Promoting True Brotherhood

The exegesis of Genesis which Mrs. Eddy presents in "Science and Health with Key to the Scriptures" (p. 541) contains the following: "Genesis iv. 8. Cain rose up against Abel his brother, and slew him;" upon which she comments, "The erroneous belief that life, substance, and intelligence can be material ruptures the life and brotherhood of man at the very outset." Here our Leader sets before us the reason why the brotherhood of man has not been realized throughout the ages of human history. The belief that life rests upon a material foundation, is encompassed by matter, and is supported by it, has prevented the demonstration of true brotherhood,—that unity which, of a necessity, has a spiritual basis, because, in Truth, there is but one Father, in whom all men live and move and have their being.

No Christian would deny that an important obligation of his religion upon its adherents is the recognition of that spiritual unity termed the brotherhood of men. Christ Jesus' frequent reiteration of the great fact of the fatherhood of God has its necessary corollary in his doctrine of spiritual brotherhood. The same thought is inextricably woven into the fabric of Christian Science. The Father-Mother God is the sole creator of a perfect universe, infinite and eternal, in which all men are brethren, since all are ideas of the one Mind. The understanding that infinite Mind is All-in-all leaves no opportunity for the recognition, propagation, or promotion of any power other than the divine All, which could by any possibility operate as creator or founder of a competing kingdom.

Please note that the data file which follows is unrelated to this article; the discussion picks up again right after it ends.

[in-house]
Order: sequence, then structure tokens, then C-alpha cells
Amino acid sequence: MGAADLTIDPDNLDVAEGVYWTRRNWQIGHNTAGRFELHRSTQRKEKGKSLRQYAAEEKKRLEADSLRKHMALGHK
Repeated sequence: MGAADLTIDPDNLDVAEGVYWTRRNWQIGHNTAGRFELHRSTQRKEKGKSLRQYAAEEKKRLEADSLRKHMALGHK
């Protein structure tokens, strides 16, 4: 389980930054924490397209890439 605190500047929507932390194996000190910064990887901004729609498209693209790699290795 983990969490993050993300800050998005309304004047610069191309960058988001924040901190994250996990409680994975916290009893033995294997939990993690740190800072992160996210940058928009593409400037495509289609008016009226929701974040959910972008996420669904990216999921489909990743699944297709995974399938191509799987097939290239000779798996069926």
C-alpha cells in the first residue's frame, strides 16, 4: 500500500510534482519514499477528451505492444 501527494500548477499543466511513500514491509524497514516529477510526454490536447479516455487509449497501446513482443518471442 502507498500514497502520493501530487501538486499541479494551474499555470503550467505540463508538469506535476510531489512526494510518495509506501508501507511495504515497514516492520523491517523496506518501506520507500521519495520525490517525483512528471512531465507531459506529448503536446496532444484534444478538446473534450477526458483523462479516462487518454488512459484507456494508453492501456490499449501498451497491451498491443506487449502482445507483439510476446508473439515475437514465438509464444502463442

Christ, the ideal Truth, which promotes good-will among men, also makes for the peace of nations, for international amity, and the progress of spiritual unfoldment among all mankind. Through invoking the Christ alone is advanced the general welfare, a purpose to which Christians the world over should be whole-heartedly devoted. Institutions, almost countless in number, which promote good-will among men, are praiseworthy in so far as they bring to mortals a better sense of unity, interdependence, selflessness, and the joy of serving one another. But, strange almost to the point of inexplicability is the situation between nations. In place of the brotherly love which is the cement of society, in the relations between nations extreme selfishness, jealousy, resentment, and, all too often, bitterness and hatred seem to exist, making them potential, if not active enemies. Notwithstanding that men of different races live peacefully together under the same flag, as citizens of one country, between the parent nations of the same races hatred and antagonism often exist.

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Forgiving and Forgetting
January 26, 1924

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